England has also been collaborating with experimenters elsewhere on protein folding and macromolecular assembly, such as the group of Daniel Kaganovich, Assistant Professor of Cell and Developmental Biology at Hebrew University in Jerusalem. He advises five graduate students and several undergraduates. He also collaborates with Guy Bunin, a postdoctoral Pappalardo Fellow in Physics.

Increasingly there are now instruments where you can make quantitative measurements on fluorescently labeled proteins in live cells," England explains. "The cell biologists have their language and their frame of analysis that they're most comfortable with for describing the phenomenon, but if there are interesting phenomena that are only going to be identifiable if you do the right quantitative analysis on all these numbers that you can now measure in the cell, then it's useful to have people who are a bit more theoretically minded or physics minded who are there, when rubber meets road, when the data is being generated and helping to influence what kind of experiments get done."

"We're looking, for example, at diffusion of proteins in cells. Diffusion as a qualitative phenomenon is just things spreading out over space, but as a quantitative phenomenon, you can look at things like how rapidly a protein that's labeled over here in the cell will wander over to another region of the cell that's a certain distance away, and if you can make measurements of that, then you can start to say things that are more specific about characteristics of the diffusion that you are observing than simply seeing it spread out. And in those quantitative measurements, you can sometimes then see differences perhaps between different cells, or different conditions for the same type of cell, that may have biological relevance but that you wouldn't have necessarily identified without the quantitative analysis," England says.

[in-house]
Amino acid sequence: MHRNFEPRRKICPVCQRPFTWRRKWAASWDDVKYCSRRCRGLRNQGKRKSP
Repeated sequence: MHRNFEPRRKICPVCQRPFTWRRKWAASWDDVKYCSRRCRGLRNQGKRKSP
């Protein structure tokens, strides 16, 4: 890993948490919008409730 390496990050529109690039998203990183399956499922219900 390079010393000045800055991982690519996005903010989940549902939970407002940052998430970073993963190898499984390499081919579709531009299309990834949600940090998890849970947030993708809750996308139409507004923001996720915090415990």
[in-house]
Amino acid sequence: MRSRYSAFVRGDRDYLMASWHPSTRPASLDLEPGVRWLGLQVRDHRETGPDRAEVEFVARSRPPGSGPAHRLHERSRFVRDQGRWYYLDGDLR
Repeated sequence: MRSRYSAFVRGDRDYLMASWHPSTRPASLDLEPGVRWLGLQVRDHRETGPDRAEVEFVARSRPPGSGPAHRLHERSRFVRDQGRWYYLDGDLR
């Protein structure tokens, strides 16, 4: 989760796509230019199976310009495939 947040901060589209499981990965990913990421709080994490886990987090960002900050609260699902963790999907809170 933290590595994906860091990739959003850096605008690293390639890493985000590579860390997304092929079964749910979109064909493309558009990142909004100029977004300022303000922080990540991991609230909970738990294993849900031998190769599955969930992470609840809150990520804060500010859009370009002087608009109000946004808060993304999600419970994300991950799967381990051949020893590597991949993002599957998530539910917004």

Alexander-Katz said he is interested what might happen on the micro scale with some sort of micro-robot that does some task that the cell does and put it together with real cells, and see how real cells will respond to that. "Can you use learning algorithms to achieve certain tasks within that cellular environment or not?" he asks. "Jeff works with bacteria and yeast and those could be very interesting targets to start tinkering with."

The new lab space is designed for biology experiments and will have a temperature-controlled room kept at 30 degrees Celsius. "It's a beautiful space. We're really happy with it," Gore said.

The Physics of Living Systems group is primarily an initiative of the Physics Department. Gore's research is partially managed by the Materials Processing Center.